1) What's up with retail? Now Wal-Mart disappoints.
Both Wal-Mart and Kohls guided lower, just a day after Macy's did the same yesterday. For its part, Wal-Mart said "the retail environment was challenging across all of our markets." Meanwhile, earnings were in line with expectations, but revenues were light.
The real problem was in same-store sales, which dropped 0.3 percent, well below expectations of a gain of 1 percent. Third quarter guidance of $1.11 to $1.16 is below expectations, as is the full year guidance of $5.10-$5.30; that checked in below previous estimates of $5.20-$5.40.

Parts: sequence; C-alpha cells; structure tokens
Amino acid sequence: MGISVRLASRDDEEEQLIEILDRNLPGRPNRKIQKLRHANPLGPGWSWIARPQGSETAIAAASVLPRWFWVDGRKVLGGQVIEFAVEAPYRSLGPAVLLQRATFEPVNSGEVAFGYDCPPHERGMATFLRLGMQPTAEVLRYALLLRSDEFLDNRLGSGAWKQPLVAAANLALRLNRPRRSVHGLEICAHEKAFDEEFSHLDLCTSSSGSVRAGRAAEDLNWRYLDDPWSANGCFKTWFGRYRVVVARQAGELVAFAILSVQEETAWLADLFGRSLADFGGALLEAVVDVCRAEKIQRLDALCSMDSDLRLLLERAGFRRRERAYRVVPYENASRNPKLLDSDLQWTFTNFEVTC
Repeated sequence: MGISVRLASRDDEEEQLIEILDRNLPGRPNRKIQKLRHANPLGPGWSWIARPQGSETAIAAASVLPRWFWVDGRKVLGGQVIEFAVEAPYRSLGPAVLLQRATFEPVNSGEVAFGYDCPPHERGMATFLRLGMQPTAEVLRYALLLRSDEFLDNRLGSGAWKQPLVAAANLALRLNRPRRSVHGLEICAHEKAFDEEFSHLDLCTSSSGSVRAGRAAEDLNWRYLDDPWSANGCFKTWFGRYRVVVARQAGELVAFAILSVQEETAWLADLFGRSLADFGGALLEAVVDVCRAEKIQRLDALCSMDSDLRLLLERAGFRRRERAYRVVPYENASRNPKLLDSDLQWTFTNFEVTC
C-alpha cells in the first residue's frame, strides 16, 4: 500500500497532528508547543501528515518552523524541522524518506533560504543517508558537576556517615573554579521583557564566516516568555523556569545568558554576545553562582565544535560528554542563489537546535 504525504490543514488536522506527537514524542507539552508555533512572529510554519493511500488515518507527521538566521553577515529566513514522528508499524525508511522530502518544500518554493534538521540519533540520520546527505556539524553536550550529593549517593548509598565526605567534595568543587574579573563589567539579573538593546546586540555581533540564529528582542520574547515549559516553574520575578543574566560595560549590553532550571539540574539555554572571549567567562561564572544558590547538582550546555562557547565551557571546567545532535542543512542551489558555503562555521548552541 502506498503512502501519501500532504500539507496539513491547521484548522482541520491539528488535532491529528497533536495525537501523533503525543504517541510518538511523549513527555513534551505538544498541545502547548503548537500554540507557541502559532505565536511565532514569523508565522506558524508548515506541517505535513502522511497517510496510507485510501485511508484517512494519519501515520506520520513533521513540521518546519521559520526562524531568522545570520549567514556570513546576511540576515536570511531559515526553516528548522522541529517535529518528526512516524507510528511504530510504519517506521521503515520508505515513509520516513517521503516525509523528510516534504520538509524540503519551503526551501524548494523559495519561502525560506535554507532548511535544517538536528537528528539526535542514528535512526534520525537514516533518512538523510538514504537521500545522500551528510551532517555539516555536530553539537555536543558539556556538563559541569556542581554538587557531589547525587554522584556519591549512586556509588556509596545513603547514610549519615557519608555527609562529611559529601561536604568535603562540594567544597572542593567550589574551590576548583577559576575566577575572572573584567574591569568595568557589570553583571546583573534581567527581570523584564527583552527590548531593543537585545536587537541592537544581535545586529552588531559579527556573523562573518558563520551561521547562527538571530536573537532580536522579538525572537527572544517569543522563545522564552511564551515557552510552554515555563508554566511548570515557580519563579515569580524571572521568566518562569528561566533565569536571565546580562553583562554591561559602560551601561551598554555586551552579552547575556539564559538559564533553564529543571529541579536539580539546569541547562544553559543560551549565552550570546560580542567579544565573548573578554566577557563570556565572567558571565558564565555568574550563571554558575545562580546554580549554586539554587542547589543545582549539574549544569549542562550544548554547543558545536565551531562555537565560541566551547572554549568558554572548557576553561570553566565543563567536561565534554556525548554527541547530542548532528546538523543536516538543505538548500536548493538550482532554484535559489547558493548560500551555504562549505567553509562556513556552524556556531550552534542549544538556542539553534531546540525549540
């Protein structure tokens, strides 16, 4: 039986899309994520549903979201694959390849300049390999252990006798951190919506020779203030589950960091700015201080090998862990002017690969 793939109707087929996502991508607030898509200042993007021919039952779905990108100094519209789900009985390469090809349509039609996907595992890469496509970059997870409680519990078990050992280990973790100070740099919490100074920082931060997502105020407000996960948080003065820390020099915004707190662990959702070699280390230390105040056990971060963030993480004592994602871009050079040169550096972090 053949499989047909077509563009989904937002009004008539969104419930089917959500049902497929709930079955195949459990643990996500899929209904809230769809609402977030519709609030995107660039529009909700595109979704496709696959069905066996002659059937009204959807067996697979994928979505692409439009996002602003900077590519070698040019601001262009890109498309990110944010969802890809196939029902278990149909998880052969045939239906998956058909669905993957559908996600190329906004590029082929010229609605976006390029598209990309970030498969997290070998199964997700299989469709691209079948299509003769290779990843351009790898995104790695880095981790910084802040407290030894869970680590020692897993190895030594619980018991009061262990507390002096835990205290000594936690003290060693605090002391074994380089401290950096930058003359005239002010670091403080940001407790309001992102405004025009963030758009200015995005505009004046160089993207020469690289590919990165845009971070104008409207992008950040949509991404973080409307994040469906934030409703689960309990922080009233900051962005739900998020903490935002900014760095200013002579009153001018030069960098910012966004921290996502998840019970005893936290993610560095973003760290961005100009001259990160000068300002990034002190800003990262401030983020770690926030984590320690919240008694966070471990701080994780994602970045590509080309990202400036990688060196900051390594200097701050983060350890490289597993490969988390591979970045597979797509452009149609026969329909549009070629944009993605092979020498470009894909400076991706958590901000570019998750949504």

Next year's sales figures weren't much better: those were lowered to two to three percent, from previous guidance of a five to six percent gain.
Remember, Wal-Mart is 20 percent of total retail sales of publicly held companies.
David Berman of Berman Capital, who appeared with my colleague David Faber on Squawk on the Street on Monday, said retail earnings would be "horrible," and so far he is right.
Things were bad in department stores like Macy's; now they are bad in the biggest discounters like Wal-Mart. And we know teen retailers are bad already.
Berman made an interesting point: the consumer is not that weak, but the traditional retailers are. Consumers are are buying cars, houses, and they are buying goods on the Internet from companies like Amazon.
And they are buying home improvement items from companies like Home Depot and Lowe's, which will be out next week.
Buying is happening -- but just not from traditional retailers.